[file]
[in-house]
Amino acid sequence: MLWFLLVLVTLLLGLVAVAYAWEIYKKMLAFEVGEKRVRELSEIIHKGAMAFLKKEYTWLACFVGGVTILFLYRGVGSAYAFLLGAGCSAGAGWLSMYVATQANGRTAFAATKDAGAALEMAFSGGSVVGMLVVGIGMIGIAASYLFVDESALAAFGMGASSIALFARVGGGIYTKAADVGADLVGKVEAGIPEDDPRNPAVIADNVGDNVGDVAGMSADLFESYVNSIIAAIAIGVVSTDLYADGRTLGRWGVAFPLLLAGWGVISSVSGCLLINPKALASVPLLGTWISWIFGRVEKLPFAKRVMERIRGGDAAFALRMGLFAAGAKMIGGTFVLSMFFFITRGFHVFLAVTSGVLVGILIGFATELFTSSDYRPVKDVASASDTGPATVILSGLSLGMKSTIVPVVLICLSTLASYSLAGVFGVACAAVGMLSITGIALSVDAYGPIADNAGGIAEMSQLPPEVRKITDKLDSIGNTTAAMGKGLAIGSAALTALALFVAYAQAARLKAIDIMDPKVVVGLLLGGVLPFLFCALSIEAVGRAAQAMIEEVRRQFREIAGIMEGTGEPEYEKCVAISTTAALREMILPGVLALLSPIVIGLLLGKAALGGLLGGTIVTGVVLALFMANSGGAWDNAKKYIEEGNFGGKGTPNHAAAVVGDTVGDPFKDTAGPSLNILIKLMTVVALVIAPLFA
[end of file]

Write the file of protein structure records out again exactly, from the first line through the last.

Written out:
[in-house]
Amino acid sequence: MLWFLLVLVTLLLGLVAVAYAWEIYKKMLAFEVGEKRVRELSEIIHKGAMAFLKKEYTWLACFVGGVTILFLYRGVGSAYAFLLGAGCSAGAGWLSMYVATQANGRTAFAATKDAGAALEMAFSGGSVVGMLVVGIGMIGIAASYLFVDESALAAFGMGASSIALFARVGGGIYTKAADVGADLVGKVEAGIPEDDPRNPAVIADNVGDNVGDVAGMSADLFESYVNSIIAAIAIGVVSTDLYADGRTLGRWGVAFPLLLAGWGVISSVSGCLLINPKALASVPLLGTWISWIFGRVEKLPFAKRVMERIRGGDAAFALRMGLFAAGAKMIGGTFVLSMFFFITRGFHVFLAVTSGVLVGILIGFATELFTSSDYRPVKDVASASDTGPATVILSGLSLGMKSTIVPVVLICLSTLASYSLAGVFGVACAAVGMLSITGIALSVDAYGPIADNAGGIAEMSQLPPEVRKITDKLDSIGNTTAAMGKGLAIGSAALTALALFVAYAQAARLKAIDIMDPKVVVGLLLGGVLPFLFCALSIEAVGRAAQAMIEEVRRQFREIAGIMEGTGEPEYEKCVAISTTAALREMILPGVLALLSPIVIGLLLGKAALGGLLGGTIVTGVVLALFMANSGGAWDNAKKYIEEGNFGGKGTPNHAAAVVGDTVGDPFKDTAGPSLNILIKLMTVVALVIAPLFA